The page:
The Constitution states that adequate provisions shall be made for minorities to profess and practice their religions freely; [**] however, the Government limited freedom of religion. Islam is the state religion. The Constitution requires that laws be consistent with Islam. All citizens were subject to certain provisions of Shari’a, such as the blasphemy laws. Reprisals and threats of reprisals against suspected converts from Islam occurred. Members of religious minorities were subject to violence and harassment, and police at times refused to prevent such actions or to charge persons who committed them. The President and the Prime Minister must be Muslim. The Prime Minister, federal ministers, and ministers of state, as well as elected members of the Senate and National Assembly (including non-Muslims) must take an oath to “strive to preserve the Islamic ideology, which is the basis for the creation of Pakistan” (see Section 3). [ Para # 90]

Religious groups must be approved and registered; there were no reports that the Government refused to register any group. [ Para # 91]

The Constitution declares the Ahmadi community, which considers itself a Muslim sect, to be a non-Muslim minority. Provisions of the penal code prohibited Ahmadis from engaging in any Muslim practices, including using Muslim greetings, referring to their places of worship as mosques, reciting Islamic prayers, and participating in the Hajj or Ramadan fast. Ahmadis are prohibited from proselytizing, holding gatherings, or distributing literature. Government forms, including passport applications and voter registration documents, require anyone wishing to be listed as a Muslim to denounce the founder of the Ahmadi faith. Ahmadis were frequently discriminated against in government hiring and in admission to government schools. [ Para # 92]

Complaints under the blasphemy laws, which prohibit derogatory statements or action against Islam, the Koran, or the prophets, were used to settle business or personal disputes and to harass religious minorities or reform-minded Muslims. Most complaints were filed against the majority Sunni Muslim community. Most blasphemy cases were ultimately dismissed at the appellate level; however, the accused often remained in jail for years awaiting a final verdict. Trial courts were reluctant to release on bail or acquit blasphemy defendants for fear of violence from religious extremist groups. On October 26, the National Assembly passed a bill that revises the complaint process and requires senior police officials’ review of such cases in an effort to eliminate spurious charge. During the year, there were 8 persons convicted under the blasphemy laws and another 50 ongoing cases. [ Para # 93]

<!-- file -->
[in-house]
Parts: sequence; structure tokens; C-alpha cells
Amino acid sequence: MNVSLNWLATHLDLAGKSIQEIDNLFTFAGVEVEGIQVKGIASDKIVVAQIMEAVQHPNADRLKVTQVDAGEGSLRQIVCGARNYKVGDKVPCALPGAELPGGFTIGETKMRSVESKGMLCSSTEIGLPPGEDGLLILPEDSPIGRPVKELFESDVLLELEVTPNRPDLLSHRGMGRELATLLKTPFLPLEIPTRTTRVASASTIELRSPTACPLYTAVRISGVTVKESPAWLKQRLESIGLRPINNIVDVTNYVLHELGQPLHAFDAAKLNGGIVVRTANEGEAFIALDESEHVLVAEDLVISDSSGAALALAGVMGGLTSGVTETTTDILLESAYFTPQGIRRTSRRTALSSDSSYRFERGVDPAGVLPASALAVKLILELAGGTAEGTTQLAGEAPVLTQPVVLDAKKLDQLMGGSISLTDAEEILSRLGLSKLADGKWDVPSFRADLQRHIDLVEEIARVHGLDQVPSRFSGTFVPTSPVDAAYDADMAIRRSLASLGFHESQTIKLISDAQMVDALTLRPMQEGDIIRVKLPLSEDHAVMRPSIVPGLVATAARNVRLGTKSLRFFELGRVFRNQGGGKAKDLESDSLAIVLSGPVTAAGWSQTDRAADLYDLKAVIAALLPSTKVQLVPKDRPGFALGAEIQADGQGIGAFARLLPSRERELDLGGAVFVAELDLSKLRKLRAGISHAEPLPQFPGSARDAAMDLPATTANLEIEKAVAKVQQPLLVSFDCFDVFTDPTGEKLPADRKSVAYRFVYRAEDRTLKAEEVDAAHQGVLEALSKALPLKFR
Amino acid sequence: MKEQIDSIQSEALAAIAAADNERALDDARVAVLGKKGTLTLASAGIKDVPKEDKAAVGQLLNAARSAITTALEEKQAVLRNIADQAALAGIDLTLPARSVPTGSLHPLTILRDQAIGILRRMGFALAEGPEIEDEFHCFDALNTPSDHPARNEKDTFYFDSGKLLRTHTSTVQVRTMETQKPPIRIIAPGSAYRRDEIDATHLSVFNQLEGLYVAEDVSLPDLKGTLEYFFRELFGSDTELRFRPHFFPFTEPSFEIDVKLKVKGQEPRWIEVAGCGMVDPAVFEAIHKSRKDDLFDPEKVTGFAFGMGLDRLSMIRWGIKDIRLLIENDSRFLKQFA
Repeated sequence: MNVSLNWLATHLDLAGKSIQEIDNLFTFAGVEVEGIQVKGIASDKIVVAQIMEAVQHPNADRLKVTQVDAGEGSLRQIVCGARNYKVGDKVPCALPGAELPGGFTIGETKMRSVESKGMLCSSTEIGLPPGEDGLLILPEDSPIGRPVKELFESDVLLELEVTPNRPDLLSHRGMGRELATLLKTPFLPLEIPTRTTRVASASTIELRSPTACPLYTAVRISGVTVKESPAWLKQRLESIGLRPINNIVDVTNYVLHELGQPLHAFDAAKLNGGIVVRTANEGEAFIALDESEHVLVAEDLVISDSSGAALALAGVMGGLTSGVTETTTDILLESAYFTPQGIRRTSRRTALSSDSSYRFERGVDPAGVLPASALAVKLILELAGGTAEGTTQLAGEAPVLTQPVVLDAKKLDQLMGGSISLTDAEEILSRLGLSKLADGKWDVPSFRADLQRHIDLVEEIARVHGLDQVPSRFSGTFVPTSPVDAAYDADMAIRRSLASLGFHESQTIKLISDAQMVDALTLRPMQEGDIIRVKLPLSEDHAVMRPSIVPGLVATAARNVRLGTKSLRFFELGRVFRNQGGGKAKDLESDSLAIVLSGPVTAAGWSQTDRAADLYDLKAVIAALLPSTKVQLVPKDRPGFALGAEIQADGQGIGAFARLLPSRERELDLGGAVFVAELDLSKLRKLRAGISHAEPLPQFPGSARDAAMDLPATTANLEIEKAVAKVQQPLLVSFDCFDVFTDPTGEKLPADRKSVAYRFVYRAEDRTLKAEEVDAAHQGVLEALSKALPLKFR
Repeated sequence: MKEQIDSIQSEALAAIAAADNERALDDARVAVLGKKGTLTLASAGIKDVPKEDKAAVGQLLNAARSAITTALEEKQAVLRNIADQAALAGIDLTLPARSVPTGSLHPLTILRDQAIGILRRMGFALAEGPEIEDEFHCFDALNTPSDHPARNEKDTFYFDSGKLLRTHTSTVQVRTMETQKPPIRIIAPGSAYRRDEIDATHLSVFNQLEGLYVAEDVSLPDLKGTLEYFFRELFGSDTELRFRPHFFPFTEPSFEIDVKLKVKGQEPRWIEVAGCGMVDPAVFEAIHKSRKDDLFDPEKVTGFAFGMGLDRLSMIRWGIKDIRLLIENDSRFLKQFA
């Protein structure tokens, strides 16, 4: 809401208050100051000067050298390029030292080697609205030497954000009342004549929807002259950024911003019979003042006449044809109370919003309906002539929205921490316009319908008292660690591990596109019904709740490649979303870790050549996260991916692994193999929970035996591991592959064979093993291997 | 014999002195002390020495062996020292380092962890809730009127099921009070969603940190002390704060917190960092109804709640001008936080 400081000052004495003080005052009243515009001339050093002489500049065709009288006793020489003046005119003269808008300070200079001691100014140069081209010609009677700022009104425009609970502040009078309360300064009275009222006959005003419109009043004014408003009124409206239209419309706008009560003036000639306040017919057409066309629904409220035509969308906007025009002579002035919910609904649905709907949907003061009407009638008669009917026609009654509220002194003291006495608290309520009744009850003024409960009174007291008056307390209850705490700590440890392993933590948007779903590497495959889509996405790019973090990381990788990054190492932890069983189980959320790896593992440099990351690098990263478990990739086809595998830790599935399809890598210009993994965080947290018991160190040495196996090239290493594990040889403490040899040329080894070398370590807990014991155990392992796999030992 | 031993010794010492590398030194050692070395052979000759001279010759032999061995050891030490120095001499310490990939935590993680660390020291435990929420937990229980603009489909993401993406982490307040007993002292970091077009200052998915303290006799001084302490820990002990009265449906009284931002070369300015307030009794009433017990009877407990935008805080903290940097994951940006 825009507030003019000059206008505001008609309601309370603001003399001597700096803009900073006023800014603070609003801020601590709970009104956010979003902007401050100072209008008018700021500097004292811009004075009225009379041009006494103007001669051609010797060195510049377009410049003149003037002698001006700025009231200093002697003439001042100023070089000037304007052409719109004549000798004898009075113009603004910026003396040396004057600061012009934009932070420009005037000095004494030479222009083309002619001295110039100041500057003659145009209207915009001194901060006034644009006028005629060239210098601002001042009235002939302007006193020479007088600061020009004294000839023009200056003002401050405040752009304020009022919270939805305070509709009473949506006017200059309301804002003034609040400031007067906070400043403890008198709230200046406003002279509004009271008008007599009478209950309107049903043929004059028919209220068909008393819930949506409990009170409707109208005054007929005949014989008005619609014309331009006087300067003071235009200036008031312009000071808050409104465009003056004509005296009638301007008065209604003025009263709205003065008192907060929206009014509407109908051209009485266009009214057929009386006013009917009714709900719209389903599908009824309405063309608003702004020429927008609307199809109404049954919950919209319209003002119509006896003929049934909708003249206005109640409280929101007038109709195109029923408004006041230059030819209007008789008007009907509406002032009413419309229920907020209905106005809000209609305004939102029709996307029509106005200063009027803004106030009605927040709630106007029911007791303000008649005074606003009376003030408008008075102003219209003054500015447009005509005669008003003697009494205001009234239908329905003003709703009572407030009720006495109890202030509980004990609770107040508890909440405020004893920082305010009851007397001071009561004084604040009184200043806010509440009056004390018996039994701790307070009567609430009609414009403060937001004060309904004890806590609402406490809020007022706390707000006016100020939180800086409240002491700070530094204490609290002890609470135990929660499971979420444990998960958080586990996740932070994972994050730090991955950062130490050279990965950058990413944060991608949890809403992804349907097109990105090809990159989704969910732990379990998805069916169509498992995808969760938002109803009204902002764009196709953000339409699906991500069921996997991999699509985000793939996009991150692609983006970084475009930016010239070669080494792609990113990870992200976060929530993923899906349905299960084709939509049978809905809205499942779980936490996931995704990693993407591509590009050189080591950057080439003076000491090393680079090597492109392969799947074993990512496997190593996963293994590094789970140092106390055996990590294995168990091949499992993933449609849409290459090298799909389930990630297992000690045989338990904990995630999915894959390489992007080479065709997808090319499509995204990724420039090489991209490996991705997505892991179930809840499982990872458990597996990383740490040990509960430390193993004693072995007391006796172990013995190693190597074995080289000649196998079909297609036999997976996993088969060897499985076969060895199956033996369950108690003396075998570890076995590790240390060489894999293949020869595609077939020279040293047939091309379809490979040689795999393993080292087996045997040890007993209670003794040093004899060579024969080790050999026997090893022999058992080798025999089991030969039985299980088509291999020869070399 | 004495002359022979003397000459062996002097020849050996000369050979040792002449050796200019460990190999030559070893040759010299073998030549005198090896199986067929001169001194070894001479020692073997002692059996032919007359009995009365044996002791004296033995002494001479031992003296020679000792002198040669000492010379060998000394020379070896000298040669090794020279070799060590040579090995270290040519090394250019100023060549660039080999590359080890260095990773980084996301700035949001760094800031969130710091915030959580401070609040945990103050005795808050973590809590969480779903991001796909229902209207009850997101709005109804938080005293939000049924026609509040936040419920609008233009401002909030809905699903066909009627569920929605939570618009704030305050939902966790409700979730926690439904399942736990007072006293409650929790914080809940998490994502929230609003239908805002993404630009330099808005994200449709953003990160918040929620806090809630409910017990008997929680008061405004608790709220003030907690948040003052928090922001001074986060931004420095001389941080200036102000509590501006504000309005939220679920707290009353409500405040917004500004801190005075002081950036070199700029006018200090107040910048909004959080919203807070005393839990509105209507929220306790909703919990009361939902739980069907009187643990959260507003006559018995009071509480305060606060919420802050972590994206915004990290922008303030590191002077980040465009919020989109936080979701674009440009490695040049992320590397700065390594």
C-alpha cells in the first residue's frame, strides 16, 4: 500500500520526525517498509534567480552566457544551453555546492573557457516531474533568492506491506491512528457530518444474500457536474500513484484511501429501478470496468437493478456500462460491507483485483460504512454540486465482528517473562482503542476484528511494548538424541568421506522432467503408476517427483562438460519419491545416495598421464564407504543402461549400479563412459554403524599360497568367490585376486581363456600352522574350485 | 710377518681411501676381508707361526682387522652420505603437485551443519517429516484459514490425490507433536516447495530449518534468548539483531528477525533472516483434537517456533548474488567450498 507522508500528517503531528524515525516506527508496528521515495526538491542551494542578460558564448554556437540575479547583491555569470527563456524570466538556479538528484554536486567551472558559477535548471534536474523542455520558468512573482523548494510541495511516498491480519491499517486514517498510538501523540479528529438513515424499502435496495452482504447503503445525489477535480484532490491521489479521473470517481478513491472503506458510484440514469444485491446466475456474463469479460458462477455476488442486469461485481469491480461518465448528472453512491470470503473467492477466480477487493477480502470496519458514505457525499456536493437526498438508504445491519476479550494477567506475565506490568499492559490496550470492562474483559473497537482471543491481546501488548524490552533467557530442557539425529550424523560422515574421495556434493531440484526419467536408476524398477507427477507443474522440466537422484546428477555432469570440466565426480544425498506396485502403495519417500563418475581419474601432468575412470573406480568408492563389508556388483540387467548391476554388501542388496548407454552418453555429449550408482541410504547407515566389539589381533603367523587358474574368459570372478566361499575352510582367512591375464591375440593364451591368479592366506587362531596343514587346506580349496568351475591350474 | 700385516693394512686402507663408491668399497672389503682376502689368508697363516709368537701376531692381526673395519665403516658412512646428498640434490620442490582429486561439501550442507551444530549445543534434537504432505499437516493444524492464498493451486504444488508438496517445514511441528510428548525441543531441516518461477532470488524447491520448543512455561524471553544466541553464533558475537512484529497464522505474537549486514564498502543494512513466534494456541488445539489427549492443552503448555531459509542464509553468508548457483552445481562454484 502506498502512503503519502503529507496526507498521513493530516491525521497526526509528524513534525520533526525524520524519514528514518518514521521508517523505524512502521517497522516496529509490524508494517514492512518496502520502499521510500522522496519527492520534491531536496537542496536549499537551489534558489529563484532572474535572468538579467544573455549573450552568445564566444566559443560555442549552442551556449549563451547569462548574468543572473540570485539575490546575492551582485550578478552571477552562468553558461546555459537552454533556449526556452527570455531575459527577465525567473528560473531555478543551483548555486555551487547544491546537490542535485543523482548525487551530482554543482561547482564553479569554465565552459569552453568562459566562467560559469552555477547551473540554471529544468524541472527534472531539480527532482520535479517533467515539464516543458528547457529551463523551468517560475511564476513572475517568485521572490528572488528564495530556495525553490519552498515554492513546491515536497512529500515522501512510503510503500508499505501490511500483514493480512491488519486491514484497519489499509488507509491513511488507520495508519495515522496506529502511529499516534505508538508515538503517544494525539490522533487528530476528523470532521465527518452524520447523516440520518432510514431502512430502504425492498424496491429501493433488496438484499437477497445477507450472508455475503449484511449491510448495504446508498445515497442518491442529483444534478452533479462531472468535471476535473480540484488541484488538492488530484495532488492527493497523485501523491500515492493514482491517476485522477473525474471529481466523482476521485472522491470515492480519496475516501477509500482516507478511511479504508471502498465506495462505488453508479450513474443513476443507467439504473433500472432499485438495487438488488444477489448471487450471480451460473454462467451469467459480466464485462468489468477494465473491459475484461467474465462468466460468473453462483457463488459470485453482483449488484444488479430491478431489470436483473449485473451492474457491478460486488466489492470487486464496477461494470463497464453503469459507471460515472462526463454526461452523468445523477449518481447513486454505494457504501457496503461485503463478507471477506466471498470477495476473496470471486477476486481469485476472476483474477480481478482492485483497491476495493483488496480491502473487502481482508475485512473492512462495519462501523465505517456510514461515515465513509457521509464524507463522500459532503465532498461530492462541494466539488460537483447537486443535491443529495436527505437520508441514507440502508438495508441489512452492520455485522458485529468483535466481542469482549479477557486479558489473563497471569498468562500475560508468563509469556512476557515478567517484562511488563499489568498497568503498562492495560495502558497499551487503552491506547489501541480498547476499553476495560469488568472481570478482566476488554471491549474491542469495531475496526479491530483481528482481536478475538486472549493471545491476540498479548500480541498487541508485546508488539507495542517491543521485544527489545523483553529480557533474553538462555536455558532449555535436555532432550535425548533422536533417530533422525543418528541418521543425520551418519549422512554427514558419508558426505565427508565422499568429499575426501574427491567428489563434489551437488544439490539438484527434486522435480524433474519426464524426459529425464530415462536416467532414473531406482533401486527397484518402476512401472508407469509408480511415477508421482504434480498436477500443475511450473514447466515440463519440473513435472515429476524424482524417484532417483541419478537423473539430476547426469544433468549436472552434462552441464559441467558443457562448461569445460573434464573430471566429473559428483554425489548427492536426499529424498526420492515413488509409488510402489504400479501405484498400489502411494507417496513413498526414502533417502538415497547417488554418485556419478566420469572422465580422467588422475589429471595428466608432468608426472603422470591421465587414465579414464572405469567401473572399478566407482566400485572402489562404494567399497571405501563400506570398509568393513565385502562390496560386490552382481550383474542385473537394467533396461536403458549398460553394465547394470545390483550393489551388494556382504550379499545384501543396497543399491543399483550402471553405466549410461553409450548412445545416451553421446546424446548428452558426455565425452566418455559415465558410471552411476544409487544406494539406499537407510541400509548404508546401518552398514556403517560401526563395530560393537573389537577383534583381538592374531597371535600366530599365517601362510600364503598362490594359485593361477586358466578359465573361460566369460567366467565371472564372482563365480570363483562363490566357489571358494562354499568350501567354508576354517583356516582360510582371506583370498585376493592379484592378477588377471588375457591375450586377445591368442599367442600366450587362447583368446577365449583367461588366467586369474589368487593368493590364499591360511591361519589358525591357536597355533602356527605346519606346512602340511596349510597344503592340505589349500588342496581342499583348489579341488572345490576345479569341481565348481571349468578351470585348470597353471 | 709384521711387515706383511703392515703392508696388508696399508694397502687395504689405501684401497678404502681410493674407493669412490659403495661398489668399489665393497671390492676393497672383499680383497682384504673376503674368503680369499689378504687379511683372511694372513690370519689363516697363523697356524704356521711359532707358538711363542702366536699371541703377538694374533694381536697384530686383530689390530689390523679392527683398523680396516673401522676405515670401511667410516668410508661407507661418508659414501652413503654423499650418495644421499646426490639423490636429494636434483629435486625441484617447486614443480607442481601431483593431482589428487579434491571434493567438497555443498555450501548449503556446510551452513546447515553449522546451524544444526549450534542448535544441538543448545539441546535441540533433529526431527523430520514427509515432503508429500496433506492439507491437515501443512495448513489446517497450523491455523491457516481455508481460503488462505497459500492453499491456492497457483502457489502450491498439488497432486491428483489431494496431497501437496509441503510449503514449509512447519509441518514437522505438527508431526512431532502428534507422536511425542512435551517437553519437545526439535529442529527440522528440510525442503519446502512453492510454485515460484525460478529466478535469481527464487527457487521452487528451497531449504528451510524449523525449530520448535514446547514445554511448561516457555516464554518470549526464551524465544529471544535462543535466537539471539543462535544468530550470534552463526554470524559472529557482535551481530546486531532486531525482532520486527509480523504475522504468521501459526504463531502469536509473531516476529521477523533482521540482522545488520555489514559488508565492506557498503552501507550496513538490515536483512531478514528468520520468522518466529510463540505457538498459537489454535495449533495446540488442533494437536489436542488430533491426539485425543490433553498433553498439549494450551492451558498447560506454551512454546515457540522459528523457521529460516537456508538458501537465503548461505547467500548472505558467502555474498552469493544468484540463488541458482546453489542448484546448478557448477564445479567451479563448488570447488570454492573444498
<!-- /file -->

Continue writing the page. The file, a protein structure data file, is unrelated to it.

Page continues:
All religious groups experienced bureaucratic delays and requests for bribes when attempting to build houses of worship or to obtain land. Ahmadis were prevented from building houses of worship. For example, in Taltay Aali, Gujranwla District, the Ahmadi community was barred from completing construction, following attacks on the site by local Muslims. [ Para # 94]

Christians and Ahmadis were the targets of religious violence. On August 21, unknown assailants shot and killed Barkatullah Mangla, an Ahmadi advocate, at his residence in Sargodah. No one was arrested in the case. …… [ Para # 98]

Islamic religious leaders frequently harassed the Ahmadi community and organized marches, conferences, and demonstrations against it. For example, on July 23, several thousand Sunni Muslims demonstrated in the Ahmadi-majority city of Chenab Nagar (Rabwah) over a decision to relocate the local police station. The station, which had included a small mosque, had been constructed on land on loan from the Ahmadi community. The local Islamic leadership objected to the return of the mosque site to the Ahmadi owners. On September 6, the provincial government, bowing to public pressure, ordered the site returned to police. [ Para # 99]

The Ahmadi, Christian, Hindu, and Shi’a Muslim communities reported significant discrimination in employment and access to education, including at government institutions. [ Para # 101]

For a more detailed discussion, see the 2004 International Religious Freedom Report. [ Para # 102]

Section 5 Discrimination Based on Race, Sex, Disability, Language, or Social Status

The Constitution provides for equality before the law for all citizens and broadly prohibits discrimination based on race, religion, caste, residence, or place of birth; however, in practice there was significant discrimination based on these factors. [ Para # 127]

Other Societal Abuses and Discrimination

The Shi’a, Christian, Hindu, and Ahmadi communities all faced discrimination and societal violence (See Section 2.c.) [ Para # 161]

** Word “freely” which appeared in the original Objective Resolution, passed by the Constituent Assembly of Pakistan in March, 1949, was omitted when it was made a substantive part of the Constitution of Pakistan by P.O. (Presidential Order) No.14 of 1985, Art.2 and Sch.item 2 (with effect from March 2, 1985). Resume Reading